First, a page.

See also the other (ritual) hypothesis:
    > Only the most affluent people were able to afford it. According to one hypothesis it was Mary Magdalene who put the veil on Christ’s Face in token of reverence and honour.


    Also read the following words:
    >Traces of the Roman triumph have been identified in the procession narratives in Mk 11 and 15, but how its themes should be understood to function in Mark’s telling has never achieved consensus.
    >Reading these narratives alongside evidence for the Roman triumph demonstrates how the ritual logic of the triumph allowed Mark to exploit the degradation of Jesus’ passion, undermine the performance of Roman power and portray Jesus as a king, and a threat to Rome.
    >The Roman triumph paradoxically magnified triumphal victims, presented kings as ideal victims, and drew a close parallel between the victim’s kingly status and the conqueror’s grande

    I think we can speculate and we can try to correlate the use of the veil of Manoppello in a ritual context. But before performing that study we could at least know something more of the mysterious Veil using spectroscopic controls that I already mentioned (transmission spectroscopy or Raman analyses).

    I am curious to read your opinions or comments.
    — —
    You wrote:
    “… Another scientist agrees that it is not byssus. …”…

    In my opinon you should be more specific with your vague references
    about the issue of fine linen (= not byssus [why !!??]) …
    How did you see I had shown (in a previous message) the system
    (= spectroscopic controls and not fairy tales!) in order
    to discern the silkmarine byssus from linen!

  9. Piero

    “Louis: Vague references”

    I am a journalist and so I am not bound to reveal sources who send me information relating to the topics on which I write, the TS being just one of them. If I get permission that is another story, and ethics are involved, it is like a confessional secret. What you call “vague references” has something to do with a source, who is serious, otherwise there would be no mention.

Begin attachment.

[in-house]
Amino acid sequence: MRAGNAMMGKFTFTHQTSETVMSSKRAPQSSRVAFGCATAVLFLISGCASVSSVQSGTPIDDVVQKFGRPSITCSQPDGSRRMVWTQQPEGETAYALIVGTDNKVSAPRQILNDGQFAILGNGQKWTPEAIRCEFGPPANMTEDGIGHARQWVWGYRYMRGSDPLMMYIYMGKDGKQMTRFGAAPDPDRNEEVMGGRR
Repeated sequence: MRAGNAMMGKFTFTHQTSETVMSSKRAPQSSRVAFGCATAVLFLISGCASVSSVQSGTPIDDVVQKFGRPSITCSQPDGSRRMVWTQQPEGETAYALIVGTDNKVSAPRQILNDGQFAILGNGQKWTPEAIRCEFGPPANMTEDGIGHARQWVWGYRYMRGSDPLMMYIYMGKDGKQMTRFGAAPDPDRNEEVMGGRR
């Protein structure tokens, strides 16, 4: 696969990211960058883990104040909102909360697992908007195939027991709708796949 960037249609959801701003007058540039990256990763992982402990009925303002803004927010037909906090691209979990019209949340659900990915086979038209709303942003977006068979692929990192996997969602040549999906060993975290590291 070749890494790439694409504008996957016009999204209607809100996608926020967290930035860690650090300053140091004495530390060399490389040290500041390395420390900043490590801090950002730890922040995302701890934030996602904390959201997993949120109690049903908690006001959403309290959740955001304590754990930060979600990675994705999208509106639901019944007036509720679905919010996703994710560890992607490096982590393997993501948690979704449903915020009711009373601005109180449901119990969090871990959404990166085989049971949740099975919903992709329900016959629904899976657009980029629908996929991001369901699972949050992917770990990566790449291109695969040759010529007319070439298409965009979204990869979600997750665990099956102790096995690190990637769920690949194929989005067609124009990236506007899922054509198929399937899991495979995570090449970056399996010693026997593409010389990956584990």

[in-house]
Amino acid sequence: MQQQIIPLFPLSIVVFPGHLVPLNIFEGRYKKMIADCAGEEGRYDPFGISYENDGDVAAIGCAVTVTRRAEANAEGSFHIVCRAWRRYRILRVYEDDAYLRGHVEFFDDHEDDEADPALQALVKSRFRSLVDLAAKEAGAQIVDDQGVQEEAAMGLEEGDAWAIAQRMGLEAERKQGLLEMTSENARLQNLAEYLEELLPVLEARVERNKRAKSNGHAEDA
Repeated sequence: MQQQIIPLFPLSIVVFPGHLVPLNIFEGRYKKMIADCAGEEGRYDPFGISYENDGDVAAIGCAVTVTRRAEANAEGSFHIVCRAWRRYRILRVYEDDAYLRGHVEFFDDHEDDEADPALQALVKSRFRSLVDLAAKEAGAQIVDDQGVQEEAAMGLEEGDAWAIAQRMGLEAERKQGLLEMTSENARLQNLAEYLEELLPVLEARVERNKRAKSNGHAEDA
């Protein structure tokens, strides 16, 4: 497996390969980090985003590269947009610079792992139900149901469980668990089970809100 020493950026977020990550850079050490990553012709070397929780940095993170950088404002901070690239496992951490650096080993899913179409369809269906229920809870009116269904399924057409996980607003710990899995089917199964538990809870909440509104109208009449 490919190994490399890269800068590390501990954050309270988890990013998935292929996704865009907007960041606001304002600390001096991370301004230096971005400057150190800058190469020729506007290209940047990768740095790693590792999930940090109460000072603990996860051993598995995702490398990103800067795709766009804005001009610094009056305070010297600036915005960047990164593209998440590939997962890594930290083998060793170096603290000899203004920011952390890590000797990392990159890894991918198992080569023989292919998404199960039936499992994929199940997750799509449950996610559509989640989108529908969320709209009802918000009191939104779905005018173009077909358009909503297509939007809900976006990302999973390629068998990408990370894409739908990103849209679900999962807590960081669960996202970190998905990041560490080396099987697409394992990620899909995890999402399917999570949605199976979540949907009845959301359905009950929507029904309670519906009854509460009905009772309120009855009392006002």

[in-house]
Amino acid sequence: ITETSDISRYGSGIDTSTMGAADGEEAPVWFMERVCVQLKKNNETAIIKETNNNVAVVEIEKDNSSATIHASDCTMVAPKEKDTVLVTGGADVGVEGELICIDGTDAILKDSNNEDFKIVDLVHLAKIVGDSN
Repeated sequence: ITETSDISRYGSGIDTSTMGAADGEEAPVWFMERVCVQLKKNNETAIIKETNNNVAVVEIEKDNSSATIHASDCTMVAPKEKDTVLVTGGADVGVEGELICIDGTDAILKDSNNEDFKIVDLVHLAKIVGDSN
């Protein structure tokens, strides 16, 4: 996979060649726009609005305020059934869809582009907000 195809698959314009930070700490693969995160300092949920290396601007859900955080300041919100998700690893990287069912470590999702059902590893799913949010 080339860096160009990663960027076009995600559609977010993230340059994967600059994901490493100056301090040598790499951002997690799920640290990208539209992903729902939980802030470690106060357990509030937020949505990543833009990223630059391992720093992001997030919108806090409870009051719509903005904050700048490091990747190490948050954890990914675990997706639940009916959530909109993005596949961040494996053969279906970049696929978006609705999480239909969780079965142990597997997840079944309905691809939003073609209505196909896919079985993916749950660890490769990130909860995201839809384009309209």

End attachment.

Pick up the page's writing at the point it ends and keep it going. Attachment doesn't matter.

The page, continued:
Did you read the interview-article cited above (30th December) with a link? If you have conducted a similar examination on the image than I am willing to discuss it.

  10. Mysteries in Catholicism go beyond Manoppello and Guadalupe, the topic of incorruption is also part of the story. Take the case of the body of the Basque saint Francis Xavier which is now being exposed in Goa, former Portuguese India, till January 2015:
    It has nothing to do with dark, humid medieval churches since he died in Nagasaki, Japan and his request was to be buried in Goa, where he had lived previously. The Portuguese sailors buried him in Japan, then dug up the body after a while, found it to be totally incorrupt, threw lime on it, but there was no decomposition. The body was taken to Goa and a letter sent to Rome, after which the Pope requested that one hand be cut off and sent to the Holy See. It is still there. The body is now partially incorrupt.
    There are supposed to be 500 bodies of saints like this one, although only 10 to 15 are completely incorrupt. The smell of perfume surrounds some of them, called “the odour of sanctity” by the English Jesuit scholar Father Herbert Thurston.
    From what I know,the Church has asked scientists and scholars to investigate the matter.
    Other cases? See: